2024 FAA-EASA Safety Conference - Washington, DC

Administrator Michael Whitaker (October 2023 - Present)

Thank you, Eric, for that introduction, and thanks to AIA and GAMA for their great work supporting this conference. I'm also pleased to welcome our aviation colleagues from around the world. Great to see everyone here today. Great to see such a great, strong turnout. It has given me strong confidence that there's a lot of good work going on between FAA and EASA. So, it's great to see you all here today.  

I have to say thinking about this event, it strikes me that we just are at a really special moment and we have a huge opportunity. When I say us, I mean FAA and EASA. All of us working together. 

It feels like the right time to do some big things. I've been fortunate enough to be able to spend a little time with Florian yesterday and today. Florian and I had a chance to work together ten years ago when he was at SESAR and I was deputy. I think that's a very fortunate turn of events. It's been a bit like two old friends getting together and catching up on lots that's happened, since we were here before, but also a lot of enthusiasm about what's possible. I think there's no shortage of things that we can work on, and we're both very aligned on making that happen, so really an exciting time. 

I think I can say that we've agreed it's an exciting time and that this is a very important moment. Since we're in the U.S., I feel I have to quote an American philosopher instead of a French philosopher. I'm going to go with Yogi Bear who famously said, "When you come to a fork in the road, take it." So, we're at a fork in the road, and I think there's a lot of opportunity. We're really excited about that. 

We actually have had a chance to talk about some substance. As I think about where we go, there are three big areas - three buckets, if you will - that we've had some discussions about it and really can guide us going forward.

You won't be surprised to hear that the first bucket is safety. I think I'm five months ahead of Florian in the job, so I've had a little bit of a head start. I told him I was exactly at his point when January 5th happened. So, hopefully, he will have a smoother entry than I did.  

Coming into this role, the focus had been entirely on safety. Looking at significant safety events, looking at pilot mental health, fatigue, controller hiring. As the events of January 5th occurred, it really helped clarify that we were in the right mode, looking at operational safety in the system. I won’t dwell on all of the developments that have happened since January 5th, but we've been working very intensely with Boeing around developing a comprehensive plan to drive culture change and improve quality at Boeing. I think the lessons from that event, we're seeing echo across the industry.  

I think we've also learned from that event that we have some real opportunities around data - around ensuring we have better data, we have more current data, and better tools to analyze it. We're gonna not waste the events of January 5th and make sure we come out with a safer, more robust system than we did before.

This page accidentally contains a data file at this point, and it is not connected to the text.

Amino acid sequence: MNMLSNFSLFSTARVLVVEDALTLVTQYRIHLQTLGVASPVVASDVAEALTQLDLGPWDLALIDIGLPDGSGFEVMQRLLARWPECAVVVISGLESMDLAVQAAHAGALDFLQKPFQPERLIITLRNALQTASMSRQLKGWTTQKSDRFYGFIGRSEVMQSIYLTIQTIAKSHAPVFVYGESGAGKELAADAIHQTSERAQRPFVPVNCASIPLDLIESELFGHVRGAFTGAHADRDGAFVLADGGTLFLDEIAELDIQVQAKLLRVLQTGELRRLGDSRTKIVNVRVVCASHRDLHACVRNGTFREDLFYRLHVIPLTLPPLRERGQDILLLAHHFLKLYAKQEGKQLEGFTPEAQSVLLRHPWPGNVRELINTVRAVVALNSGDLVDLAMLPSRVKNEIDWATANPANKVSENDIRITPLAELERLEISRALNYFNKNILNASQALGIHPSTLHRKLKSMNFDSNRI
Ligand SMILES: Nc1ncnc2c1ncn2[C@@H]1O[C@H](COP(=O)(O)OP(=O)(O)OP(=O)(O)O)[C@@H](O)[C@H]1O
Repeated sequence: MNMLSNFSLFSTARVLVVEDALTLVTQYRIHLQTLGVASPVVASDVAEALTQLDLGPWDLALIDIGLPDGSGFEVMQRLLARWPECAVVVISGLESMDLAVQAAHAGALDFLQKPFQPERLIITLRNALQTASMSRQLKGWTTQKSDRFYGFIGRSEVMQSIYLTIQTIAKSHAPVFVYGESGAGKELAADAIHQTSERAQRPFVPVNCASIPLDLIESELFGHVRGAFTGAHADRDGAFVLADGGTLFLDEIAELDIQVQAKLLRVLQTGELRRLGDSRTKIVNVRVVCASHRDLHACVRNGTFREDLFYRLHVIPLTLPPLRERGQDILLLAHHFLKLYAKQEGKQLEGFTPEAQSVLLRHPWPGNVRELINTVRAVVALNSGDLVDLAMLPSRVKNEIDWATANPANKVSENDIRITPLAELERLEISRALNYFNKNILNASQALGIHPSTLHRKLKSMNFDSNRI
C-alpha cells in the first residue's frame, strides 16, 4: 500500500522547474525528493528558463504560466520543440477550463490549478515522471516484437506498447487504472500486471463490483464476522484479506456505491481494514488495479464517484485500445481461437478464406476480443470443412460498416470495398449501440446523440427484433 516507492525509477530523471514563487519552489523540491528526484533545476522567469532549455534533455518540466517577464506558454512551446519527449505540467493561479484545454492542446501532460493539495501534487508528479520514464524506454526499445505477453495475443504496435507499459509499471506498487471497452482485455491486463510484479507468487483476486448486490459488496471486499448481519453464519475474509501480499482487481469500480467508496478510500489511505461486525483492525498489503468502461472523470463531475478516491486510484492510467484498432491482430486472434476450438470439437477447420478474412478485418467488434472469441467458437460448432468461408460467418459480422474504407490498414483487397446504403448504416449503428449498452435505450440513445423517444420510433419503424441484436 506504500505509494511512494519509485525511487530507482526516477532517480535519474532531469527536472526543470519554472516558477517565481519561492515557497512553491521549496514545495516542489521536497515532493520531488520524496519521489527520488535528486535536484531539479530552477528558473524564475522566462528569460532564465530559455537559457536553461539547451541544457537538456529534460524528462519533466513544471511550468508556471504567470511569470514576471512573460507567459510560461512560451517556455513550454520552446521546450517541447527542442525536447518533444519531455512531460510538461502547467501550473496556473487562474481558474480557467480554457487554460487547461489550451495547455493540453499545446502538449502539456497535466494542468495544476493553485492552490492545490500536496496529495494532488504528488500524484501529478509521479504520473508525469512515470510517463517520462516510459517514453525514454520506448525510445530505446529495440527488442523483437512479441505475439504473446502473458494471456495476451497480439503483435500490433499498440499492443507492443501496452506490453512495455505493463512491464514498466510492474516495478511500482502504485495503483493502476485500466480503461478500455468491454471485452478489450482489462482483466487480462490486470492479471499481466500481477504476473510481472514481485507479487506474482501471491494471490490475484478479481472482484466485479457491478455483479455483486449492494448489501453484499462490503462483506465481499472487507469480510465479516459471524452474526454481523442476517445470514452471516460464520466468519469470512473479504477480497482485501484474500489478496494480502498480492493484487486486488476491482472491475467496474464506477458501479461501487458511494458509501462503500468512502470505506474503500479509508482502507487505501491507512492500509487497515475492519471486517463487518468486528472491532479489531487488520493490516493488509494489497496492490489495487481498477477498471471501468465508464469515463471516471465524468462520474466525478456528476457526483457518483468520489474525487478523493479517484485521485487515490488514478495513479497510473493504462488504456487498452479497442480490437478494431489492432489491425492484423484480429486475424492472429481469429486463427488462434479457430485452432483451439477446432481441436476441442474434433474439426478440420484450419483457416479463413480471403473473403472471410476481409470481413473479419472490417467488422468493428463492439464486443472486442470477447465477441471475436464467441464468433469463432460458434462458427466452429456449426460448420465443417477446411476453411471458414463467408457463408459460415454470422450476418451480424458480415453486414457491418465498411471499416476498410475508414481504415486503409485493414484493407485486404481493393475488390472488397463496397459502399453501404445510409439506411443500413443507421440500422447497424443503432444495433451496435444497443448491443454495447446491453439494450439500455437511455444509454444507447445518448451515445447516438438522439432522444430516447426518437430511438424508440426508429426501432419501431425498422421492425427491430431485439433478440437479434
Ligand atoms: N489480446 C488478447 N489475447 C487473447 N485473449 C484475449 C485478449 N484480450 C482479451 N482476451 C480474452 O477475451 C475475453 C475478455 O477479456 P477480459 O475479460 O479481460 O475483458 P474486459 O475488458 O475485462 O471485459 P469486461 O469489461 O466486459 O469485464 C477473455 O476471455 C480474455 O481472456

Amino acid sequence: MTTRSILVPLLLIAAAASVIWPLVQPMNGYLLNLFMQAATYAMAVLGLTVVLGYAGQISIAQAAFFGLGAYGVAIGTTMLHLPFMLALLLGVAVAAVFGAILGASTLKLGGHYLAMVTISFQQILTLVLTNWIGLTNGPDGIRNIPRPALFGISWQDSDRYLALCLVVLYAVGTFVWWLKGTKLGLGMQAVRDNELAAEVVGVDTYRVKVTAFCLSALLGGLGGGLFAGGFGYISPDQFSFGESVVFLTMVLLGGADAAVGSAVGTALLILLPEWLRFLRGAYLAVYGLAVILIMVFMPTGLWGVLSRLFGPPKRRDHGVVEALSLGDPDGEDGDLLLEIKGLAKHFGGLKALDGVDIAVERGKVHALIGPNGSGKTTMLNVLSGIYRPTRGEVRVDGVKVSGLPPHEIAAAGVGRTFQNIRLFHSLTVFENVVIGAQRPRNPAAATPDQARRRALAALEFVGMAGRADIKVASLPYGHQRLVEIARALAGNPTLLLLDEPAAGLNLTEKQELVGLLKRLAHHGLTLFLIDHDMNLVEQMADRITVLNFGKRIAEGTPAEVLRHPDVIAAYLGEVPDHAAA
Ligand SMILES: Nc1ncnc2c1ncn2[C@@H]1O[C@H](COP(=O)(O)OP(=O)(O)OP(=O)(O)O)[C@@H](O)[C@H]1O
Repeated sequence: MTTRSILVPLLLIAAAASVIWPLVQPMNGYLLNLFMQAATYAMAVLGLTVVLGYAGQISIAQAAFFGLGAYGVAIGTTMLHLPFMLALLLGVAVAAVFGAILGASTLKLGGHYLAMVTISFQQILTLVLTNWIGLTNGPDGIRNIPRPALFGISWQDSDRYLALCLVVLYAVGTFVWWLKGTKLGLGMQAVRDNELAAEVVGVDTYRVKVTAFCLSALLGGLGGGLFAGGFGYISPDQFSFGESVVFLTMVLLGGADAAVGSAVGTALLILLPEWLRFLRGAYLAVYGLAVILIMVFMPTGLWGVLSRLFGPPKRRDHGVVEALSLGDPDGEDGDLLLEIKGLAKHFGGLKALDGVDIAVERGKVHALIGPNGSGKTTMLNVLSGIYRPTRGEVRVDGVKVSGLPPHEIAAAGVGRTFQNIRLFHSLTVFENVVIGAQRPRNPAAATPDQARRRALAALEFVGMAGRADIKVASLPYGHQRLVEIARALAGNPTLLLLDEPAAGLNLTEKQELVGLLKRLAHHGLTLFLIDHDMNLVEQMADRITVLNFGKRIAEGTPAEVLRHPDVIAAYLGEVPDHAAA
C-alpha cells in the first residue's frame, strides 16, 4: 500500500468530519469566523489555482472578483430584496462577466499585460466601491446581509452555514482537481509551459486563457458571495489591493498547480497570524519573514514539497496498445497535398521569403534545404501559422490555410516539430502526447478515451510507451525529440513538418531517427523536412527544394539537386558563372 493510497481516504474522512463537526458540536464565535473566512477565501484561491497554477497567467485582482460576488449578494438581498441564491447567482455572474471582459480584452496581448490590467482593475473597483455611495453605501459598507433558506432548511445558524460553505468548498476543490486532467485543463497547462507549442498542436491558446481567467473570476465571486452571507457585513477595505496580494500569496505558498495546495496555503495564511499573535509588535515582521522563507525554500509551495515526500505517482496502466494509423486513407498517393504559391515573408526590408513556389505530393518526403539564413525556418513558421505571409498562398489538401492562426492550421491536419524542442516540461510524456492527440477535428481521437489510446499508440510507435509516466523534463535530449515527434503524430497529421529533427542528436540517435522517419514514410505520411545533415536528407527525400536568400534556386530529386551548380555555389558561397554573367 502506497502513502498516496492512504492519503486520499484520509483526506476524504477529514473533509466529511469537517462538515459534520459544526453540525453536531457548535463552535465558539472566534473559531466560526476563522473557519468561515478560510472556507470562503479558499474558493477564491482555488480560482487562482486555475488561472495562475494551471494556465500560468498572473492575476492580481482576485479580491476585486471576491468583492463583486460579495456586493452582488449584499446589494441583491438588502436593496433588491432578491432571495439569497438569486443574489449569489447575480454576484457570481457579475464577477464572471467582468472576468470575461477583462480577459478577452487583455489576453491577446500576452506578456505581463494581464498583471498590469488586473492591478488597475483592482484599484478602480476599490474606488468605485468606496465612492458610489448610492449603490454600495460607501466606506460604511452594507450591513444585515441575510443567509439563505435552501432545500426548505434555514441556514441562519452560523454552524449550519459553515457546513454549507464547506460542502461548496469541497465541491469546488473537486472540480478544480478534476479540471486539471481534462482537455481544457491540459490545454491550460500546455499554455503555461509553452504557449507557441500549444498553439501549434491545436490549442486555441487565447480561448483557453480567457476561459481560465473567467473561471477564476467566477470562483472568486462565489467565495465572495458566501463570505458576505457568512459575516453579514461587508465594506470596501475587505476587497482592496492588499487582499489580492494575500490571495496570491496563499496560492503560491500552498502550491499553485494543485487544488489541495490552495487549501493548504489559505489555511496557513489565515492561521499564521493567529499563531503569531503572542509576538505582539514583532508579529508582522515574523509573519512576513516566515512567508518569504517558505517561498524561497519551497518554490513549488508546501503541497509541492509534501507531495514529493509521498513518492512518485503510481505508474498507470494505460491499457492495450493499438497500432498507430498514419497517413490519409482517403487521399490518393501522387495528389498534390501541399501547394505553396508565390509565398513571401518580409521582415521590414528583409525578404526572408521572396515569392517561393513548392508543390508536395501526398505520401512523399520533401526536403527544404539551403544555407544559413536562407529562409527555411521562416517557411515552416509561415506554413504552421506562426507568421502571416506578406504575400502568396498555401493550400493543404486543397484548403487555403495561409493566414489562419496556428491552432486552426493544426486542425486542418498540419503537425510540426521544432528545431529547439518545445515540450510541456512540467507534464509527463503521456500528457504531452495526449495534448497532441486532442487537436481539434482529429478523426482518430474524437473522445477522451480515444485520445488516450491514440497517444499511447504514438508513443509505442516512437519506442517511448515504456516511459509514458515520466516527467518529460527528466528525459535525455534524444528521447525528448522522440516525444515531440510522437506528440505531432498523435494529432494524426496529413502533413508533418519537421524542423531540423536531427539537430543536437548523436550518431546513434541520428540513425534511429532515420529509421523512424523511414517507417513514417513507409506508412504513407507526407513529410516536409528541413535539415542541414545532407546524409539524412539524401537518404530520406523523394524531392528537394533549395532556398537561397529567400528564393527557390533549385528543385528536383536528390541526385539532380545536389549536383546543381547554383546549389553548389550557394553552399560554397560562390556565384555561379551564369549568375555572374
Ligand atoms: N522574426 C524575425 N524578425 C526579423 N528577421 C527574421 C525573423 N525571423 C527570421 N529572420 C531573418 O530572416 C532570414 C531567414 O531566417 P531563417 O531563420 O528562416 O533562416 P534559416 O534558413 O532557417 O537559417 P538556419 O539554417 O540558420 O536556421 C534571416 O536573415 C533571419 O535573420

I think all of these lessons are able to inform the discussions between FAA and EASA on how to move forward on safety. We've taken the learnings from January 5th and also applied them to other areas in the system, whether it's operators, maintainers, controllers, pilots, or with workforce performance, writ large.  

These are all opportunities to work together with EASA. These are not unique US issues, our systems inextricably linked. We buy aircraft from Europe, they buy aircraft from us. Our operators fly to Europe and vice versa. We need to really figure out how we can drive the safety agenda forward.  

The second area that I would mention is on the regulatory front, I think there's a lot of opportunity to improve how we're working together with regulation. To discuss that, I would again point to a great American philosopher this time, Mark Twain, who pointed out “history doesn't repeat itself, but it often rhymes.” I think as we think about our regulatory structure and EASA's regulatory structure, rhyming is a good goal. We can never have exactly the same regulations in place, but they should be as compatible as possible. There are opportunities for us to work together to make sure we can get aligned and around the regulatory structures, particularly with respect to new entrants coming into the market. I think we've seen an example of that today with our circular on advanced air mobility and EASA’s guidance on special conditions for eVTOL aircraft.  

We can also look at the rulemaking process. We have some unusual restrictions around ex parte communications, but we can certainly in the pre-rulemaking stage do more to work together to make sure we can achieve some alignment going forward. 

Then finally, I think the third area that we can look to work together is on international engagement where we can cooperate. That's in, driving the agenda at ICAO or working together to promote safety in third countries, particularly in the developing countries. I think we have fundamental alignment on our objectives and it's time to leverage that alignment going forward.  

So, really excited to be here, excited that you're all here, and looking forward to really taking this relationship to the next level. Thank you.